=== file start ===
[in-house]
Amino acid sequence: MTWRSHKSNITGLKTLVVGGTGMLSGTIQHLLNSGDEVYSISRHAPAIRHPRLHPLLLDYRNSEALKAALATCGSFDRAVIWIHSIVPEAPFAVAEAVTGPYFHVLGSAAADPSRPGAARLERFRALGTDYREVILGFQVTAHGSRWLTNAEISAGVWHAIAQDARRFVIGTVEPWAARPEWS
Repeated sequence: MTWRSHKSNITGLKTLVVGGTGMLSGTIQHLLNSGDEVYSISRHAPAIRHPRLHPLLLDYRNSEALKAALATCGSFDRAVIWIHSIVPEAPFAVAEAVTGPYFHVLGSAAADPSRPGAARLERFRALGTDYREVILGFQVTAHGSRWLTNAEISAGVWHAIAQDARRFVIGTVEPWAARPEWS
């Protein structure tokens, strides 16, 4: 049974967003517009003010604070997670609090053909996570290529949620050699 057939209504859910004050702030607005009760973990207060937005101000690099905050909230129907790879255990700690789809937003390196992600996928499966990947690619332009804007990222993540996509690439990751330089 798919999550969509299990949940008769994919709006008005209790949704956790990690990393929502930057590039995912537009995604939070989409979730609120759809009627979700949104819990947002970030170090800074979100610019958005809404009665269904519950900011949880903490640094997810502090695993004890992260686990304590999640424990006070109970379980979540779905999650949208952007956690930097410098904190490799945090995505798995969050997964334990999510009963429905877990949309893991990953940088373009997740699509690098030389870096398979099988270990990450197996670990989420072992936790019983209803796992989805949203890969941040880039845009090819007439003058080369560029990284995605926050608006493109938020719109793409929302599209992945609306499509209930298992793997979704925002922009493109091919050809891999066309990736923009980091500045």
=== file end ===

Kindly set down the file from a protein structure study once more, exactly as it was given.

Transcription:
[in-house]
Amino acid sequence: MTWRSHKSNITGLKTLVVGGTGMLSGTIQHLLNSGDEVYSISRHAPAIRHPRLHPLLLDYRNSEALKAALATCGSFDRAVIWIHSIVPEAPFAVAEAVTGPYFHVLGSAAADPSRPGAARLERFRALGTDYREVILGFQVTAHGSRWLTNAEISAGVWHAIAQDARRFVIGTVEPWAARPEWS
Repeated sequence: MTWRSHKSNITGLKTLVVGGTGMLSGTIQHLLNSGDEVYSISRHAPAIRHPRLHPLLLDYRNSEALKAALATCGSFDRAVIWIHSIVPEAPFAVAEAVTGPYFHVLGSAAADPSRPGAARLERFRALGTDYREVILGFQVTAHGSRWLTNAEISAGVWHAIAQDARRFVIGTVEPWAARPEWS
């Protein structure tokens, strides 16, 4: 049974967003517009003010604070997670609090053909996570290529949620050699 057939209504859910004050702030607005009760973990207060937005101000690099905050909230129907790879255990700690789809937003390196992600996928499966990947690619332009804007990222993540996509690439990751330089 798919999550969509299990949940008769994919709006008005209790949704956790990690990393929502930057590039995912537009995604939070989409979730609120759809009627979700949104819990947002970030170090800074979100610019958005809404009665269904519950900011949880903490640094997810502090695993004890992260686990304590999640424990006070109970379980979540779905999650949208952007956690930097410098904190490799945090995505798995969050997964334990999510009963429905877990949309893991990953940088373009997740699509690098030389870096398979099988270990990450197996670990989420072992936790019983209803796992989805949203890969941040880039845009090819007439003058080369560029990284995605926050608006493109938020719109793409929302599209992945609306499509209930298992793997979704925002922009493109091919050809891999066309990736923009980091500045």